We continue our series about where film and visual art meet with Paul Sharits.
François Miron, Canada – USA 2015
ST: FR / 85′
Paul Sharits, UK 1972-73
ST: — / 12′
François Miron’s documentary on the experimental film artist Paul Sharits is, simply said, engrossing, captivating, stimulating, and innovative. In some respects Miron’s life parallels Sharits’, as he has had to battle his own personal demons for years, while maintaining the dedication and stamina necessary to completing films. Miron’s film Paul Sharits is in some respects a dedication to the ‘old’ way of making experimental cinema, a nostalgic trip for celluloid heads to see so many people interviewed in their work or home spaces littered with old school film paraphernalia: take up reels, projectors, optical printers, bottles of chemicals, film stock, bins, cameras, Steenbecks, a veritable ‘analog’ world.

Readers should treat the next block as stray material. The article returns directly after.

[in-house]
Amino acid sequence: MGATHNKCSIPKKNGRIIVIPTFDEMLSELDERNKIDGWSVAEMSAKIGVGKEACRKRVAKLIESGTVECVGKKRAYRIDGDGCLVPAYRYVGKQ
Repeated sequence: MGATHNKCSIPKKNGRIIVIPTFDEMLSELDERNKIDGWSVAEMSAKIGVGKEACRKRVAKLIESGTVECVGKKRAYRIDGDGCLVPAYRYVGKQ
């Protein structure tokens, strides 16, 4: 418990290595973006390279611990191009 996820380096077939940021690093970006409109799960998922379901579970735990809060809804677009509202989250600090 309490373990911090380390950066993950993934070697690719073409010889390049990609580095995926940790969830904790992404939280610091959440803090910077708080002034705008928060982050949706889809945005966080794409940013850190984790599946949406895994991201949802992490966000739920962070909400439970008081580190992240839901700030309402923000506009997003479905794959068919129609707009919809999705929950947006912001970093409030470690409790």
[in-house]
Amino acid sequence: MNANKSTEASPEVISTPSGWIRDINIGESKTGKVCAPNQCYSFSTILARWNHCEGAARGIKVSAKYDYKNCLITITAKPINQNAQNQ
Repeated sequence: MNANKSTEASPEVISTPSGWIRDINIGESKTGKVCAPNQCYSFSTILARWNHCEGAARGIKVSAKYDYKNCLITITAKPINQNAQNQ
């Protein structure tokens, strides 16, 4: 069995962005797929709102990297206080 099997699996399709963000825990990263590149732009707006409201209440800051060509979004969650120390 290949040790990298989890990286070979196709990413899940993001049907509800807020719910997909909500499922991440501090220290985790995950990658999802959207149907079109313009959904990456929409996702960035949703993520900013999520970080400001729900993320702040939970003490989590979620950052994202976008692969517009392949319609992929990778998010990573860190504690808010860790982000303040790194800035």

T.O.U.C.H.I.N.G. is, for better or worse, a film that students find hard to forget (and for some, hard to sit through!). I can remember the many occasions where former students who reminisce about the course ask me to remind them of the title of that film about the “man with the scissors to his tongue”!
Miron’s film begins with T.O.U.C.H.I.N.G. and then cuts to Sharits making a comment that, through the edit, seems to be about T.O.U.C.H.I.N.G., but may very well not be: “Only someone who’s completely mad would go on doing THAT”. The words could very well be in reference to Miron himself, and his dedication to completing this labor of love. But it also expresses exactly what makes T.O.U.C.H.I.N.G., such a brilliant film: like many great artists, there is a ‘touch’ of madness in this film…. and if the goal of great art is to destroy that which came before, then….”destroy, destroy, destroy, stroy, stroy…”